Australia's dot-com and telecommunications sector endured a grisly week with the failures of three high-profile companies towards the end of last week -- software company Open Telecommunications Ltd., Web designer Spike Australia Pty. Ltd., and share trader eStar Online Trading Ltd.
Open Telecommunications went into voluntary administration Friday when an attempt to sell a key part of its business failed.
"As a result, the directors have resolved that in their opinion the company is insolvent or likely to become insolvent within the foreseeable future," the company said in a statement to the Australian Stock Exchange (ASX).
The loss-making company once boasted a market valuation of A$2 billion (US$1.12 billion), but is regarded as almost worthless now, with its shares having dived to A$0.05 each when trading was suspended in April. The company's 200 staff have been stood down until a creditors' meeting on Friday.
Also on Friday, Spike closed its doors and made most of its 75 staff redundant after failing to get additional funding from investors. The company went into voluntary administration on July 4, but was hoping for A$5.8 million emergency funding from a single investor. That deal has now fallen through, according to the administrators.
The company is owed A$27 million by overseas subsidiaries in Japan, Hong Kong and Singapore. The voluntary administrators said the company is probably insolvent and return to creditors would be nominal. Local media estimated the company was valued at A$300 million at its peak.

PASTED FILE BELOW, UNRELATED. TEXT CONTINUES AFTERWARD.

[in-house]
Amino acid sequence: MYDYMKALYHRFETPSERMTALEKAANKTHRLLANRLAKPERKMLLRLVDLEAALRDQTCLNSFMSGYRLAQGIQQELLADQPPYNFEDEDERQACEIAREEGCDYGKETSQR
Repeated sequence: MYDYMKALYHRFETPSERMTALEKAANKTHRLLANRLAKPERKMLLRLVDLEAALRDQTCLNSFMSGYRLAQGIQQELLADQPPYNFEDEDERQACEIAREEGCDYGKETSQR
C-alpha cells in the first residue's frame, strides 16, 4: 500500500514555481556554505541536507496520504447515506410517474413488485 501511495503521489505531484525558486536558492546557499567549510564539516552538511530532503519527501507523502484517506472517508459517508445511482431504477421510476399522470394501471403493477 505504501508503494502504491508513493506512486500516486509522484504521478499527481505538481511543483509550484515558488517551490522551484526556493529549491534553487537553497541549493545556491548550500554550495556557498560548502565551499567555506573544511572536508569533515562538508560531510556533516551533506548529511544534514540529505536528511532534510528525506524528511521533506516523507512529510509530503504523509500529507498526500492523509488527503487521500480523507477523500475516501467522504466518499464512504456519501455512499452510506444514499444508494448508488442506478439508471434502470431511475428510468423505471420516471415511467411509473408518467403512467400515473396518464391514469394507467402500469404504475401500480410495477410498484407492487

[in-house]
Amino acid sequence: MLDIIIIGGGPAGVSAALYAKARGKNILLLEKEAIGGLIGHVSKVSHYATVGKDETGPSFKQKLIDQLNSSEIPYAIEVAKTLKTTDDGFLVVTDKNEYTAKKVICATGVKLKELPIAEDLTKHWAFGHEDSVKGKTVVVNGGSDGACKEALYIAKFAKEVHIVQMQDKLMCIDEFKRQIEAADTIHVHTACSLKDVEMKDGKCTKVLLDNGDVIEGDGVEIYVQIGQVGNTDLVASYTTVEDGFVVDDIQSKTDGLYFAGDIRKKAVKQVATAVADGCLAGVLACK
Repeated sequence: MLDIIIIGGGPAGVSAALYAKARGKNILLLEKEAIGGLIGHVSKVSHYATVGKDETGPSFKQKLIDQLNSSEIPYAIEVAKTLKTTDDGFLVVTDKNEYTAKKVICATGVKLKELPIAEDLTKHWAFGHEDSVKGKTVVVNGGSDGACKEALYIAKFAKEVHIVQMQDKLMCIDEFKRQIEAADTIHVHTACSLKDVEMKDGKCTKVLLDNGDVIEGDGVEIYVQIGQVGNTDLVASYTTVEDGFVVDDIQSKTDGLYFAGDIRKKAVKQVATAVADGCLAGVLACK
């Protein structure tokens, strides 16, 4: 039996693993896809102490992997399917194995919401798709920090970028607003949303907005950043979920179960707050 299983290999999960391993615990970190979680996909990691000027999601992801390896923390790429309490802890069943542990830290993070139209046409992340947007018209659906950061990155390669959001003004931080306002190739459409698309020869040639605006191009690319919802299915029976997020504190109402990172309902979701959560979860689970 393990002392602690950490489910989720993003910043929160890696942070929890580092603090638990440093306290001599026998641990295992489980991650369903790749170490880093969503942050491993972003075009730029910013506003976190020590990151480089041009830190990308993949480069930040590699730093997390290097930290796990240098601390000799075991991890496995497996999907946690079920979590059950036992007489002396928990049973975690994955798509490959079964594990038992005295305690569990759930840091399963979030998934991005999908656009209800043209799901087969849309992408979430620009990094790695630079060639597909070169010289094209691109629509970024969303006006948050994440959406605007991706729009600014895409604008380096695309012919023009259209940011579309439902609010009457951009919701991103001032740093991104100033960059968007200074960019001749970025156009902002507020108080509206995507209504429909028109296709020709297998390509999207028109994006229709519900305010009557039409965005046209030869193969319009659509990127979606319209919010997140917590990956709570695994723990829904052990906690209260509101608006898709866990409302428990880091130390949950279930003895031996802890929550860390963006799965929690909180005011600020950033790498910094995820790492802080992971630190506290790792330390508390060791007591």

EStar decided to close down because of an inability to sustain losses running at over A$85,000 per month, the company said in a statement Friday.
"The company's directors and management cannot see any dramatic improvement to the level of losses in the next 12 months due to high fixed operating costs and expected increase in fees from service providers," eStar Chief executive Albert Wong said in a statement. "Management will be working closely over the next few weeks with all existing eStar clients and suppliers to ensure that there is an orderly wind down of its current operations."
The weak industry environment has been steadily thinning the ranks of Australia's dot-com and telecommunications sector -- second-tier carrier One.Tel failed spectacularly last year, and Dingo Blue Pty. Ltd. followed in March this year.
Still waiting to know its future direction is the country's second-largest ISP (Internet service provider) OzEmail Pty. Ltd., a wholly owned subsidiary of embattled WorldCom Inc.